Life transitions are of huge interest to Matthew Bumpus, and now the Human Development professor will experience one of his own.
Bumpus, who has been at WSU for 17 years, takes over as chair of WSU’s Department of Human Development on Jan. 1.
“Taking on a leadership role will be a challenge,” Bumpus said. “But I have worked with excellent chairs over the past several years. I think I’m prepared and I know the faculty and staff in our department are fantastic.”
“Matt will be a great leader for the Human Development department,” said André-Denis Wright, dean of WSU’s College of Agricultural, Human, and Natural Resource Sciences. “He knows his colleagues and cares deeply about their success. I’m excited to work with him in his new leadership role.”
Bumpus’ research focusses on how students transition to college and how families navigate that transition. But it was in a previous career as an elementary school teacher that he realized his interest in studying life changes.
“I taught fourth grade in Spokane for five years,” said the Portland-area native. “And I realized that the parts of the job I found most interesting were talking with students and their parents about the transition from elementary school to middle school.
“I had families say that their child loved elementary school but hated middle school. And vice versa. And I realized that there was research available for why that happened, and that the question of ‘Why?’ was answerable.”
So Bumpus switched gears and enrolled at Penn State University to earn a Ph.D., studying how families navigate transitions.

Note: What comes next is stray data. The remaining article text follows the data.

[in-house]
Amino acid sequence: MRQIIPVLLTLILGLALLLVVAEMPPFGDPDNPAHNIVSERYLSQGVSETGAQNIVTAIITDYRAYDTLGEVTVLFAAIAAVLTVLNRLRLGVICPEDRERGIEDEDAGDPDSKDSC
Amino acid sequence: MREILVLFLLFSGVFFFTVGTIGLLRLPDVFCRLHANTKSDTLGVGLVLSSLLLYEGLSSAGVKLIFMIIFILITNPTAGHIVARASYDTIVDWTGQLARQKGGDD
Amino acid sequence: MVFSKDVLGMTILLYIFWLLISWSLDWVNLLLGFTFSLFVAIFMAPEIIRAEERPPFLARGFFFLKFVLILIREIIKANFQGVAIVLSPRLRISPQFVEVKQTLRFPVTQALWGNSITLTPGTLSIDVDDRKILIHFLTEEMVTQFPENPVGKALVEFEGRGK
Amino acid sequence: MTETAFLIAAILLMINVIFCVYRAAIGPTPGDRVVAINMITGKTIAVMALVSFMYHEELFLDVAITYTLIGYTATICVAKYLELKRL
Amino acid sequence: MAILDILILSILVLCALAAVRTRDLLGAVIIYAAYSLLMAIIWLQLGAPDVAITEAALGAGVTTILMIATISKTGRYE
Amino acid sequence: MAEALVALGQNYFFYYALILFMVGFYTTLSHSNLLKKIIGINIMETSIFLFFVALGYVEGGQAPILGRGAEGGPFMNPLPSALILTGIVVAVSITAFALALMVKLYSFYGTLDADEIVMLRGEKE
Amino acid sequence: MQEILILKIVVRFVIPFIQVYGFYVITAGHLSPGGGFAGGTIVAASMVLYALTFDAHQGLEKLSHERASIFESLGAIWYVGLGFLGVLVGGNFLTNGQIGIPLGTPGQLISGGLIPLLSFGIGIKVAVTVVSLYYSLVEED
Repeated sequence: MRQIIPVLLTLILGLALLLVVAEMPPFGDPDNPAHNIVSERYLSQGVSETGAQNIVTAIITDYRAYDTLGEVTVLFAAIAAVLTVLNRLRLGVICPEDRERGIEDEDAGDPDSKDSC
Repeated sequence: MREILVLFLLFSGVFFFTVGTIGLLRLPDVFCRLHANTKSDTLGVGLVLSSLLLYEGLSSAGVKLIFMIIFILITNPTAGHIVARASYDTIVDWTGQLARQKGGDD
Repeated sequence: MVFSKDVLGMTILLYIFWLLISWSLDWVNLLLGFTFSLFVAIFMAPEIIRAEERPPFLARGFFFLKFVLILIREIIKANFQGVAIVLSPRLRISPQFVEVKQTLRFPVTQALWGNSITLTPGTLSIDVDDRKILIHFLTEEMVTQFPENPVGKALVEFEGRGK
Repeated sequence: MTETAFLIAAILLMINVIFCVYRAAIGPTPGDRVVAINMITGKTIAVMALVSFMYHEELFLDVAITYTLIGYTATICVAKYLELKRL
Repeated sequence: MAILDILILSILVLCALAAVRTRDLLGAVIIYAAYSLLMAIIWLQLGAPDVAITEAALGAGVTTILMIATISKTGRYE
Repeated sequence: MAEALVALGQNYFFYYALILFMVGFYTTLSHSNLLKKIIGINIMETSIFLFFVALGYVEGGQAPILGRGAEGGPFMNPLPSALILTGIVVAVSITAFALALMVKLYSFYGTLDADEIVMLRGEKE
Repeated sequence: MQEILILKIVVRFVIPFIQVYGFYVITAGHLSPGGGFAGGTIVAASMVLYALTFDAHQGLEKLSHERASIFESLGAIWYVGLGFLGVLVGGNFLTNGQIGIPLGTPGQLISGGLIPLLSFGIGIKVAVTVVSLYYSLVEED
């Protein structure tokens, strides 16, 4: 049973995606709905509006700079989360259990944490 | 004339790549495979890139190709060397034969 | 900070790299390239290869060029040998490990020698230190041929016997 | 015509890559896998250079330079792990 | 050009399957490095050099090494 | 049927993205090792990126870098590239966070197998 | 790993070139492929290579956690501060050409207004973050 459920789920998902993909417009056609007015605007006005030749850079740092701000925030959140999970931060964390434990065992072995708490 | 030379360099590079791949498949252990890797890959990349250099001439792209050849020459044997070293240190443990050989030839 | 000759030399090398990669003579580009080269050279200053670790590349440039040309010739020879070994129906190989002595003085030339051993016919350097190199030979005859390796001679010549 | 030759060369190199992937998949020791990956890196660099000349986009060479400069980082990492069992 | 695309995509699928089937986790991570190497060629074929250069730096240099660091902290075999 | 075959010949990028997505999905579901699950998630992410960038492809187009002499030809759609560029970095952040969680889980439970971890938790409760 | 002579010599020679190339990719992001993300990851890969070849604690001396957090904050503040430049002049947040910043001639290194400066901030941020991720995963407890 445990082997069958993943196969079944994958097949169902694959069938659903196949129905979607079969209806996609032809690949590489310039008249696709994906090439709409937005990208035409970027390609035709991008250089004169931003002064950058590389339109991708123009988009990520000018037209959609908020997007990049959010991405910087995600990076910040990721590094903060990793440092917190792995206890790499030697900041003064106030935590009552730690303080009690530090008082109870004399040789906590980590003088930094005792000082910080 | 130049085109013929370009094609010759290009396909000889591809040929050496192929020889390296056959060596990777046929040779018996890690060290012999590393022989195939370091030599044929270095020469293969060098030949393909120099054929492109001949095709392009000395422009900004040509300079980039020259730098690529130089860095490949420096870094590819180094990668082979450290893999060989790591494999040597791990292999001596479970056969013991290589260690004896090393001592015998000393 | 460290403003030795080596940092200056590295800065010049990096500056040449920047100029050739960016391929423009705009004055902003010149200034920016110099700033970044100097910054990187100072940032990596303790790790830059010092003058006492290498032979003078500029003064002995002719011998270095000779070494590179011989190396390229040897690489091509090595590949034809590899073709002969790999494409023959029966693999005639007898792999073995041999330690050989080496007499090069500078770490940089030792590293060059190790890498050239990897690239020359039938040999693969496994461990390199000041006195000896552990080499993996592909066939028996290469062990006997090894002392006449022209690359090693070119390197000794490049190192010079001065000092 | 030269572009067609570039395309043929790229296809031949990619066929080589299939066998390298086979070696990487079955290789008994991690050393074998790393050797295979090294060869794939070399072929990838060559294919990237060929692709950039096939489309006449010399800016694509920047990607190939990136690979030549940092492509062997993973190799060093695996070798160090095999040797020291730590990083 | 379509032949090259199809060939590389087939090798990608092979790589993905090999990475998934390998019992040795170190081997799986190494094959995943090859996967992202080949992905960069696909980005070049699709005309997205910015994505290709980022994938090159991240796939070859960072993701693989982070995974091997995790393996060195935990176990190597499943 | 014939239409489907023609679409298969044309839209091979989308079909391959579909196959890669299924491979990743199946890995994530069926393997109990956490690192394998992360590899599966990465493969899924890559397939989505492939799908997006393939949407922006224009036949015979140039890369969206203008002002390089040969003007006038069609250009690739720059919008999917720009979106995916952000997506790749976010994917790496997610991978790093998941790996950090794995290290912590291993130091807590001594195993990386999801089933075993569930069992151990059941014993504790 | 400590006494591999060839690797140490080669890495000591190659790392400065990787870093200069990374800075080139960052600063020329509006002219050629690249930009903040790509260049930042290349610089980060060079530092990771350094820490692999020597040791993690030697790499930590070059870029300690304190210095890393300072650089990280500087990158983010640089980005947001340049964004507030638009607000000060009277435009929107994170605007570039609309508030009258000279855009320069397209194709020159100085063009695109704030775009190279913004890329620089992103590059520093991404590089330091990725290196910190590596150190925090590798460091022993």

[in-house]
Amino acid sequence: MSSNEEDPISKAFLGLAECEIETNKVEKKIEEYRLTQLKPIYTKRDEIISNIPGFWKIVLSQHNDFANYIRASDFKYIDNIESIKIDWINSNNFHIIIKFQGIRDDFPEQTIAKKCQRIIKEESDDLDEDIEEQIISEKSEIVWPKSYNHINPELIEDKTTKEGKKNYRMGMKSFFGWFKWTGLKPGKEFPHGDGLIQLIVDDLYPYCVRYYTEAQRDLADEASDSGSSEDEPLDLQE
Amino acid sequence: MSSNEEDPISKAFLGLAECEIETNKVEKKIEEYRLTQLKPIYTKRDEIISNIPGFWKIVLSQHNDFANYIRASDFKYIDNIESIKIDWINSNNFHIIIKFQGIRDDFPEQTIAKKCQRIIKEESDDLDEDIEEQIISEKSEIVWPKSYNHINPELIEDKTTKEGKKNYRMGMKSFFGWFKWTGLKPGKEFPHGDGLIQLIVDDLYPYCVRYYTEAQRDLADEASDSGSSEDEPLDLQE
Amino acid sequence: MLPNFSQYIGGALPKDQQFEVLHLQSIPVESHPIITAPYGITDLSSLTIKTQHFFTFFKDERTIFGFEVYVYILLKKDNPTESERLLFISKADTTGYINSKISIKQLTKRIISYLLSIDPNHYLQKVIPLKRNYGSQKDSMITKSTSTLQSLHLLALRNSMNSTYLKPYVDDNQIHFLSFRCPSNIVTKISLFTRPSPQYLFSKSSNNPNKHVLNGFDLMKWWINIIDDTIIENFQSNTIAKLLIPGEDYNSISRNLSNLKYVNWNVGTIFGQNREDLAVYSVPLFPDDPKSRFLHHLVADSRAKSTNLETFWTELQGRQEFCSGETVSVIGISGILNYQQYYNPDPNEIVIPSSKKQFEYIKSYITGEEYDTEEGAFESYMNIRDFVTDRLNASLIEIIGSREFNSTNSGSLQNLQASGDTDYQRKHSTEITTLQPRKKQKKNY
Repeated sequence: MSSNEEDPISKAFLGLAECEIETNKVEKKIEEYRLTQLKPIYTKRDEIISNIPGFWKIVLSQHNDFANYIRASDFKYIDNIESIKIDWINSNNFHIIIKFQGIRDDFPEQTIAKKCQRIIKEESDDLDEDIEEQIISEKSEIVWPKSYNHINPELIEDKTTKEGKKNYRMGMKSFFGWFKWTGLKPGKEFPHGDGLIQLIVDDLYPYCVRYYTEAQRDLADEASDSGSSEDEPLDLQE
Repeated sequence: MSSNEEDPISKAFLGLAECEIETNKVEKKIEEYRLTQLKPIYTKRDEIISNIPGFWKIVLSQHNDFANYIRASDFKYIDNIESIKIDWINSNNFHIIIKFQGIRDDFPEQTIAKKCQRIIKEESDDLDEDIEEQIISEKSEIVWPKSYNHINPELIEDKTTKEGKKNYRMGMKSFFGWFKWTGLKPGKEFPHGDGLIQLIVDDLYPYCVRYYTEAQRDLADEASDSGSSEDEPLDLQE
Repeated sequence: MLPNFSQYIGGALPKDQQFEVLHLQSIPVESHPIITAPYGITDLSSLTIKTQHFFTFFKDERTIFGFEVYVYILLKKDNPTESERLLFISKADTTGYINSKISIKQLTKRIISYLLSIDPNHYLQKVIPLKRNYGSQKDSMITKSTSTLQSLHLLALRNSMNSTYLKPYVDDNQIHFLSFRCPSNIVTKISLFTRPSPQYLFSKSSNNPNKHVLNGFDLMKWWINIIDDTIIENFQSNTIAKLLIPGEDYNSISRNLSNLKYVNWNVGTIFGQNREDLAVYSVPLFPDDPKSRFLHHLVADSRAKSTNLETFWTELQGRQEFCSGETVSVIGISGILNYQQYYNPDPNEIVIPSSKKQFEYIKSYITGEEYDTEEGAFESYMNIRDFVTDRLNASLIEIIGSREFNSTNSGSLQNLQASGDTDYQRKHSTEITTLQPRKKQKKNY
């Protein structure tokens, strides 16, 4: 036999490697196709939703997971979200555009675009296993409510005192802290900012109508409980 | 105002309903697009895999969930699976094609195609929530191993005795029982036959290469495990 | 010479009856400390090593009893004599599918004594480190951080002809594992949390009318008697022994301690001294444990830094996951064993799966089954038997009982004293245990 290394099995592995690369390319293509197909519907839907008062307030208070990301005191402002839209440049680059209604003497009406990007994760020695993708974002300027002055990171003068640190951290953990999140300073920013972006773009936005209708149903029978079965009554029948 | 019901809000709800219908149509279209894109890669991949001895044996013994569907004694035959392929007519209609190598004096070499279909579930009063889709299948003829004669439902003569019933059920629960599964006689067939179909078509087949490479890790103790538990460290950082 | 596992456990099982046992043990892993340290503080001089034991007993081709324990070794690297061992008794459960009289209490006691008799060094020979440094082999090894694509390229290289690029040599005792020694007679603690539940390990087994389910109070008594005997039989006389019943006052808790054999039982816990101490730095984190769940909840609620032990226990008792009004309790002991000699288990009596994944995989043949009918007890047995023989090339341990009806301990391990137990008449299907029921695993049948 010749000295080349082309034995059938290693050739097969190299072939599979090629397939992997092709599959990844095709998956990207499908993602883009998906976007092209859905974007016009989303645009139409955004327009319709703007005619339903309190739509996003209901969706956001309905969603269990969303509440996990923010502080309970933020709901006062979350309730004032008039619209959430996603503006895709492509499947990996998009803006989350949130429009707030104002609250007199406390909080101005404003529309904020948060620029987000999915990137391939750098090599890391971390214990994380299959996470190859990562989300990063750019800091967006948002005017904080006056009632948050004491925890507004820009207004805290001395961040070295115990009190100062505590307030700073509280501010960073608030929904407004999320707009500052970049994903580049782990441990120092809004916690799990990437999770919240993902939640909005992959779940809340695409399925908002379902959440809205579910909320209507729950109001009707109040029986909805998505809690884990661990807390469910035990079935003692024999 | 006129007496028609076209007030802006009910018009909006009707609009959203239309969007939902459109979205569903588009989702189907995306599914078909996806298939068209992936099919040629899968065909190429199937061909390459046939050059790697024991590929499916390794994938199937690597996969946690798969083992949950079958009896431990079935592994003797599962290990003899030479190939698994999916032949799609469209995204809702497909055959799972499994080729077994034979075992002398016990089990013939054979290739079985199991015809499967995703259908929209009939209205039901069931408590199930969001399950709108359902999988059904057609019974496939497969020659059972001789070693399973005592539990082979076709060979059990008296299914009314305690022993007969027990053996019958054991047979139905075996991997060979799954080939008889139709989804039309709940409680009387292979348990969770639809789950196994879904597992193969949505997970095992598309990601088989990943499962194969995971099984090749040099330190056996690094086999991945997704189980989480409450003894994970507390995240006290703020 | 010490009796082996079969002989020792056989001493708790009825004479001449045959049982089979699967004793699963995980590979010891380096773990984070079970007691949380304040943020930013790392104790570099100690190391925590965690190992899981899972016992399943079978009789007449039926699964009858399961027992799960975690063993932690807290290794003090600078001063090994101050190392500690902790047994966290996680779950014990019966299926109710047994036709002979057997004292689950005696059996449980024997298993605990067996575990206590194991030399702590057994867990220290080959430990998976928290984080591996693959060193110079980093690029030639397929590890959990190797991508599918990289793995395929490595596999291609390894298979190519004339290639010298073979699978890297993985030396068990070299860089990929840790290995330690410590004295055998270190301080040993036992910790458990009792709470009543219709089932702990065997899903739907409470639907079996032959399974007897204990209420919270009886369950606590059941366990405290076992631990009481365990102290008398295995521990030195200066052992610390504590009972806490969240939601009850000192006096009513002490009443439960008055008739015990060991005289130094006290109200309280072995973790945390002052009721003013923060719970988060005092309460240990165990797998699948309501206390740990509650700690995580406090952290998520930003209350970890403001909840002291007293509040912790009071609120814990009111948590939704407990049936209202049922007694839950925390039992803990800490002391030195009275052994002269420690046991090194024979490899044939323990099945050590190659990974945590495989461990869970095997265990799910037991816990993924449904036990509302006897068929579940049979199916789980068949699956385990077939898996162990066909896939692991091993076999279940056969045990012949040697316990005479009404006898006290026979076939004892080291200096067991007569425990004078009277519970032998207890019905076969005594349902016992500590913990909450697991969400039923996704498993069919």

The techniques he’s worked on and refined have been effective in his personal life as well, as he has three kids, ages 25, 23, and 18. He’s seen the transitions he studies up-close.
“I have put some of the techniques I study into practice,” Bumpus said. “Our own kids are really good are reminding us that these principles aren’t always applicable to individual situations. But they’ve overall been very helpful and effective, as the results from our most recent study are showing.”
He said the principle that works best as children move into young adults going to college is called autonomy-supportive parenting. Simply put, that means providing a balance between supporting your student and giving them the opportunity to be their own person.
“It’s important to talk with your student to help them identify what they are passionate about and what core values they have,” Bumpus said. “It’s not pressuring your values on them. Then, help them develop ways that let them live their lives consistent with their values.”
There are parallels between his research and taking over as a department chair.
“I’m here to support and help the faculty, staff, and students thrive,” Bumpus said. “We have research and outreach that are helping a wide range of people, from understanding development during early childhood, to helping older adults. Our department is exemplary in demonstrating a commitment to WSU’s land grant mission.”
The Department of Human Development offers opportunities for students across WSU’s Pullman, Vancouver, and Global campuses. The Prevention Science graduate program, the Center for Transformational Learning and Leadership, and the WSU Children’s Center are all housed within the department.